Blaise Pascal said in his 16th Provincial Letter “The present letter is a very long one, simply because I had no leisure to make it shorter”.  Take the time.  Refactor your code. Make it shorter. Make it easier to read. Follow SOLID every chance you can.

If you can’t explain it to a nine year old, it’s too complicated.  You aren’t being paid to be clever, and nobody is going to give you a raise because you write code that nobody else can support.

Keep it simple image
Keep it simple, stupid (and short)/Jegi/CC BY


This was the first Christmas that I didn’t have to build something on Christmas eve.  In the past there’s been bicycles, doll houses, play kitchens, and all manner of items.  Of course, none of the construction could start until after the kids went to bed, and I still had to get up at the crack of dawn with three kids jumping on our bed. Ah, the memories!

All of these late nights had one common thread, of course.  I felt that I could build it without reading the instructions.  More often than not, the pictures were terrible, the writing was a third generation translation, and my frustration with the quality was always extremely high.  And I of course felt that I can do anything when I put my mind to it, so why bother reading the fricking manual?  Sound like the requirements from your last project?

Believe it or not, people typically put a great deal of time in writing requirements.  They aren’t intentionally writing them to confuse you.  It’s hard to write requirements that all parties can understand.  But they are the foundation of your project, and contain a lot of project knowledge.  So read them.  Better yet, read them, and then go to the author and ask questions.  Then listen to the answers!  Have a dialog.  Each sprint, read them again.  And continue the dialog.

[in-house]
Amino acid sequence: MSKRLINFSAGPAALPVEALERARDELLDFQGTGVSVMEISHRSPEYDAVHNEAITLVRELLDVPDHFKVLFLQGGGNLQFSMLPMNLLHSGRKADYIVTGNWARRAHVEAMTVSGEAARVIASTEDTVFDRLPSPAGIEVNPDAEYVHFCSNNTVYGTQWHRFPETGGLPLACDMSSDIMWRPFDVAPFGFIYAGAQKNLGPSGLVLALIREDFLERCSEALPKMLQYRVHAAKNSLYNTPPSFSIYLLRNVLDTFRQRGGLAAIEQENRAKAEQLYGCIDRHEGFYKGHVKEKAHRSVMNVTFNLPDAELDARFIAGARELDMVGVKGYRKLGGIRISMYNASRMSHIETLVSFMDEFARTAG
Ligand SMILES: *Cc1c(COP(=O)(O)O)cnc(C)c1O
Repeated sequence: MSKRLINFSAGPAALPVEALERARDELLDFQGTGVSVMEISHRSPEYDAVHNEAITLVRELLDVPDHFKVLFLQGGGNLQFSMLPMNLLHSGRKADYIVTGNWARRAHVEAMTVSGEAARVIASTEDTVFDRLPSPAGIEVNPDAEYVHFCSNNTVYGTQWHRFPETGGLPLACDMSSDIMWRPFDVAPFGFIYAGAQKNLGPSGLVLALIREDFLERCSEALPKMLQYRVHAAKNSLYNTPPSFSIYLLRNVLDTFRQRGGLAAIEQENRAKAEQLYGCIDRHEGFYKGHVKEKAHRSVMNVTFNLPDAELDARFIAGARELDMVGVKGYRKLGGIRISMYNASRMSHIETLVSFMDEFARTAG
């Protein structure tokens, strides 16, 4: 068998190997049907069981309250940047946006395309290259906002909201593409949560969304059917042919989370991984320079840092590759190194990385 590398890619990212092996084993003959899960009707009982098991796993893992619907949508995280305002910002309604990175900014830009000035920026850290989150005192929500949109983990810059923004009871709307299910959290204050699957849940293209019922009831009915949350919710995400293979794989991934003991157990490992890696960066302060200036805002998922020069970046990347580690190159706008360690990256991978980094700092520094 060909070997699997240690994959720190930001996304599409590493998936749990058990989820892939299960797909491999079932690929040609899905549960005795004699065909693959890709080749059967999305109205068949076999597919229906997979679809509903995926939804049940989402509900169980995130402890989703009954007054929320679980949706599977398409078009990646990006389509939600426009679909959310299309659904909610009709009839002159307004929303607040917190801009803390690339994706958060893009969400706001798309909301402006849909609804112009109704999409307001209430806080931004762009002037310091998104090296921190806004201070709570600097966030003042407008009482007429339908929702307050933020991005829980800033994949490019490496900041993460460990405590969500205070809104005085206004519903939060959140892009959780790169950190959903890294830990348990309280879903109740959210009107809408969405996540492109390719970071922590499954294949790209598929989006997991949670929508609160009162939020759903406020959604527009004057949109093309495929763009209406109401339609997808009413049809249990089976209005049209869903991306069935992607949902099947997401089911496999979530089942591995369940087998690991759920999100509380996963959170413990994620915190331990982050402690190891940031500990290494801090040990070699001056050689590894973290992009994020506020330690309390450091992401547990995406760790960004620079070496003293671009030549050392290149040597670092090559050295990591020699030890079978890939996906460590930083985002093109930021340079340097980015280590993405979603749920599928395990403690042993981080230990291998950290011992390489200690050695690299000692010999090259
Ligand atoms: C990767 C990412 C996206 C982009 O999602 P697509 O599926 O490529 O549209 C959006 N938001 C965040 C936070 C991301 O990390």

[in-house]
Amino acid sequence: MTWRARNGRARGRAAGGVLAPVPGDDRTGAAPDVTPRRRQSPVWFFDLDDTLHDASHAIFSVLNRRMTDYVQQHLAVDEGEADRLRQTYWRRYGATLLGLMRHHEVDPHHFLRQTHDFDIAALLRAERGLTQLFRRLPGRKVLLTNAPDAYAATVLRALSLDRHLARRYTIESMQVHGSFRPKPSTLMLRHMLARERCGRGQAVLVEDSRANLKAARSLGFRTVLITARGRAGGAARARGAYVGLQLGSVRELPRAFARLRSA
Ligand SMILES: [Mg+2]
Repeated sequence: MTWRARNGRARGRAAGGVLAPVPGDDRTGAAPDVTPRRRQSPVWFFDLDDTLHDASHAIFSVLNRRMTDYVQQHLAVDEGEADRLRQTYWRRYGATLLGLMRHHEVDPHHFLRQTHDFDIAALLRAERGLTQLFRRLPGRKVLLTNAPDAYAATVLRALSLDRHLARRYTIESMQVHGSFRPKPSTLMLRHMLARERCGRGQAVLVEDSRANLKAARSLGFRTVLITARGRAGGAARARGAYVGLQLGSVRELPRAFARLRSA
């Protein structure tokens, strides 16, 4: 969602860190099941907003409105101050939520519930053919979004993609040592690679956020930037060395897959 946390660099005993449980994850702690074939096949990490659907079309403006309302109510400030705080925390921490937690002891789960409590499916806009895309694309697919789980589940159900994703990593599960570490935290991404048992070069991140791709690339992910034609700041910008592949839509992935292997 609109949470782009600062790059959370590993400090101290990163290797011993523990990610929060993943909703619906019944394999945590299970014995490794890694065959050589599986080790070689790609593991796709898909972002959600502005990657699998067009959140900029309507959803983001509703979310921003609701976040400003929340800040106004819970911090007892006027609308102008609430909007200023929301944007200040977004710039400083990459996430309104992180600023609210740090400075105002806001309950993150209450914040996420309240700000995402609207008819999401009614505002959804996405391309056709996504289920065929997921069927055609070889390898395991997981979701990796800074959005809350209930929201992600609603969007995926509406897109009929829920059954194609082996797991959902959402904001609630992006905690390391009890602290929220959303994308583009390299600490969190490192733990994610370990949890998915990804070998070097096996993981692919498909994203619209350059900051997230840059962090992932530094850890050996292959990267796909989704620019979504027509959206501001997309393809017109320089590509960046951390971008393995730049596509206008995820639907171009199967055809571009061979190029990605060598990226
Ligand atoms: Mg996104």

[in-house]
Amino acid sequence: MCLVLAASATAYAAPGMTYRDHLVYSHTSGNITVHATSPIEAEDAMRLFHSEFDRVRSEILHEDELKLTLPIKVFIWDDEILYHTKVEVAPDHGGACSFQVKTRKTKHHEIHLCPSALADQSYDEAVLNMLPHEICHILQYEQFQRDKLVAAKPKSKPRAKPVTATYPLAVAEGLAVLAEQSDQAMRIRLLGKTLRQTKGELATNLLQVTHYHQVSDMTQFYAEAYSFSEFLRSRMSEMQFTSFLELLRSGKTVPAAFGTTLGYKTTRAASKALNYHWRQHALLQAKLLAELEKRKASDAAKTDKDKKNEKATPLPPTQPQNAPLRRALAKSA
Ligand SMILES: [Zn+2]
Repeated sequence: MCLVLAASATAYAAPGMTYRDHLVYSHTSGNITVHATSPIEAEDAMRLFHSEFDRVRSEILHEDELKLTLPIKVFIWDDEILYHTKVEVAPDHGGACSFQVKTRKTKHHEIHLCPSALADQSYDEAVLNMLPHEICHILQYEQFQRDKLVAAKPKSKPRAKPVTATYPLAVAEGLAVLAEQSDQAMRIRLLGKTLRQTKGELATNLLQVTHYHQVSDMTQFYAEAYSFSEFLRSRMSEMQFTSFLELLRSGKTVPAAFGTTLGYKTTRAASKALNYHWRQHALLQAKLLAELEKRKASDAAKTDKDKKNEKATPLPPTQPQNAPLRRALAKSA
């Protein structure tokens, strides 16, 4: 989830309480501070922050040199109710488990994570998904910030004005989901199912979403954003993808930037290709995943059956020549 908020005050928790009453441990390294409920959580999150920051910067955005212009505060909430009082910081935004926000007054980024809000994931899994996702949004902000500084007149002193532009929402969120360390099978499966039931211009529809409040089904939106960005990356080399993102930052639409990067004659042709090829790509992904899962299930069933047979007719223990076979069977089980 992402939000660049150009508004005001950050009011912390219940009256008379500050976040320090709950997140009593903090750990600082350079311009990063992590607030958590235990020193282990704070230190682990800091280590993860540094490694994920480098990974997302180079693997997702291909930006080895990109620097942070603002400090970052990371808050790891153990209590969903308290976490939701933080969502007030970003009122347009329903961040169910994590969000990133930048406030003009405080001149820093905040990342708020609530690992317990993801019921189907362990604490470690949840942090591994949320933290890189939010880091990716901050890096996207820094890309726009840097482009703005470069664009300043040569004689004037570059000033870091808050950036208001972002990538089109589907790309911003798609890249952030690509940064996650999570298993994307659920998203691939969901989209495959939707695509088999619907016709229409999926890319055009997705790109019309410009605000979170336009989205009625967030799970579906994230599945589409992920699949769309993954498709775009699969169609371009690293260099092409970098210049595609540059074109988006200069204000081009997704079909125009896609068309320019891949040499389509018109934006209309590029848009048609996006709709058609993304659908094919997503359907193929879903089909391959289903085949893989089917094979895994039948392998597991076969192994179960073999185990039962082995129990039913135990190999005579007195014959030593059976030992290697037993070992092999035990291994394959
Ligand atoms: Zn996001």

RTFM picture
[127/365] Immersed/pasukaru76/CC BY

Don’t Repeat Yourself

A friend of mine once said “If you write something once, you should make it a method.  If you write it twice, you have to make it a method.  If you write something three times, you should stop programming!” 

I couldn’t agree more.  When you clipboard inherits code from one part of your project to another, you are asking for future issues.  Oh sure, you remembered to change the instance in the code you are currently working on, but what about the other instances?  Now you have to trace bugs, since you explicitly remember fixing that piece of logic.  Unfortunately, the other copies of your code are usually the cause of the problem.

Modern refactoring tools like JustCode make it easy to turn code blocks into methods, enhancing maintainability by reducing duplication in code.

Don't Repeat Yourself image
DRY - Don’t Repeat Yourself – Motivator/Ardalis/CC BY

JustCode download banner image

About the Author

Phil Japikse

is an international speaker, a Microsoft MVP, ASPInsider, INETA Community Champion, MCSD, CSM/ CSP, and a passionate member of the developer community. Phil has been working with .Net since the first betas, developing software for over 20 years, and heavily involved in the agile community since 2005. Phil also hosts the Hallway Conversations podcast ( and serves as the Lead Director for the Cincinnati .Net User’s Group ( You can follow Phil on twitter via, or read his personal blog at